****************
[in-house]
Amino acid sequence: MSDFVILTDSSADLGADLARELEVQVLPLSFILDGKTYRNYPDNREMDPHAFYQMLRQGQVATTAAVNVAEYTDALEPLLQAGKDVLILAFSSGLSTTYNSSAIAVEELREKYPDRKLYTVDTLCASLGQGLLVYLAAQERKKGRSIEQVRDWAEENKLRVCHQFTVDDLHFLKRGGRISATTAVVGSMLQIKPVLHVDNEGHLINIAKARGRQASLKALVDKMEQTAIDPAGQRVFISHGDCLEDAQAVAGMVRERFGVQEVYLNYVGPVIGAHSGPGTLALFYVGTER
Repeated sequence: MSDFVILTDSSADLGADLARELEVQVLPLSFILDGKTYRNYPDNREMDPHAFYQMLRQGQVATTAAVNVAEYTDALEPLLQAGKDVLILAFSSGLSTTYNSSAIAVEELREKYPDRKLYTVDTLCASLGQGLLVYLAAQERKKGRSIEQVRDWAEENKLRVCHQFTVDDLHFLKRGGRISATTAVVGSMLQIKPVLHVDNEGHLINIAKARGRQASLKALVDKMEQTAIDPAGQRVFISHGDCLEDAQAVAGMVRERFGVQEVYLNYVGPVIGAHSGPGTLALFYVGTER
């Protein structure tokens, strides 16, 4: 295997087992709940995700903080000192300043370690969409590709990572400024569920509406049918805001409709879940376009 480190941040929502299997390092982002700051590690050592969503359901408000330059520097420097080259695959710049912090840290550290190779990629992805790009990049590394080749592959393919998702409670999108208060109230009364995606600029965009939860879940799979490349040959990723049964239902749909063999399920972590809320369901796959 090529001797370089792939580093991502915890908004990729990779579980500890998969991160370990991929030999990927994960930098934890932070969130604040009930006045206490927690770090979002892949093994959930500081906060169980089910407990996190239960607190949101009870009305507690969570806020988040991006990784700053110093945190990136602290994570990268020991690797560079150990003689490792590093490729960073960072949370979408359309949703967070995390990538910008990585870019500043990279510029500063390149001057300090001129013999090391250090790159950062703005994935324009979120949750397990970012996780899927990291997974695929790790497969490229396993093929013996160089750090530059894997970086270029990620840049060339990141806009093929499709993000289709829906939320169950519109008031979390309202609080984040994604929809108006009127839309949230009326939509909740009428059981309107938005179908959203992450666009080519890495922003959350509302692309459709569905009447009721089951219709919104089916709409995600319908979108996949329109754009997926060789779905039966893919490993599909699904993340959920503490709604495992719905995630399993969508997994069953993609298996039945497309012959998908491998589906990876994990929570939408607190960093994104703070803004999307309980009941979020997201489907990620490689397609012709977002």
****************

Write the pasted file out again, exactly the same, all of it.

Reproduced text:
[in-house]
Amino acid sequence: MSDFVILTDSSADLGADLARELEVQVLPLSFILDGKTYRNYPDNREMDPHAFYQMLRQGQVATTAAVNVAEYTDALEPLLQAGKDVLILAFSSGLSTTYNSSAIAVEELREKYPDRKLYTVDTLCASLGQGLLVYLAAQERKKGRSIEQVRDWAEENKLRVCHQFTVDDLHFLKRGGRISATTAVVGSMLQIKPVLHVDNEGHLINIAKARGRQASLKALVDKMEQTAIDPAGQRVFISHGDCLEDAQAVAGMVRERFGVQEVYLNYVGPVIGAHSGPGTLALFYVGTER
Repeated sequence: MSDFVILTDSSADLGADLARELEVQVLPLSFILDGKTYRNYPDNREMDPHAFYQMLRQGQVATTAAVNVAEYTDALEPLLQAGKDVLILAFSSGLSTTYNSSAIAVEELREKYPDRKLYTVDTLCASLGQGLLVYLAAQERKKGRSIEQVRDWAEENKLRVCHQFTVDDLHFLKRGGRISATTAVVGSMLQIKPVLHVDNEGHLINIAKARGRQASLKALVDKMEQTAIDPAGQRVFISHGDCLEDAQAVAGMVRERFGVQEVYLNYVGPVIGAHSGPGTLALFYVGTER
């Protein structure tokens, strides 16, 4: 295997087992709940995700903080000192300043370690969409590709990572400024569920509406049918805001409709879940376009 480190941040929502299997390092982002700051590690050592969503359901408000330059520097420097080259695959710049912090840290550290190779990629992805790009990049590394080749592959393919998702409670999108208060109230009364995606600029965009939860879940799979490349040959990723049964239902749909063999399920972590809320369901796959 090529001797370089792939580093991502915890908004990729990779579980500890998969991160370990991929030999990927994960930098934890932070969130604040009930006045206490927690770090979002892949093994959930500081906060169980089910407990996190239960607190949101009870009305507690969570806020988040991006990784700053110093945190990136602290994570990268020991690797560079150990003689490792590093490729960073960072949370979408359309949703967070995390990538910008990585870019500043990279510029500063390149001057300090001129013999090391250090790159950062703005994935324009979120949750397990970012996780899927990291997974695929790790497969490229396993093929013996160089750090530059894997970086270029990620840049060339990141806009093929499709993000289709829906939320169950519109008031979390309202609080984040994604929809108006009127839309949230009326939509909740009428059981309107938005179908959203992450666009080519890495922003959350509302692309459709569905009447009721089951219709919104089916709409995600319908979108996949329109754009997926060789779905039966893919490993599909699904993340959920503490709604495992719905995630399993969508997994069953993609298996039945497309012959998908491998589906990876994990929570939408607190960093994104703070803004999307309980009941979020997201489907990620490689397609012709977002």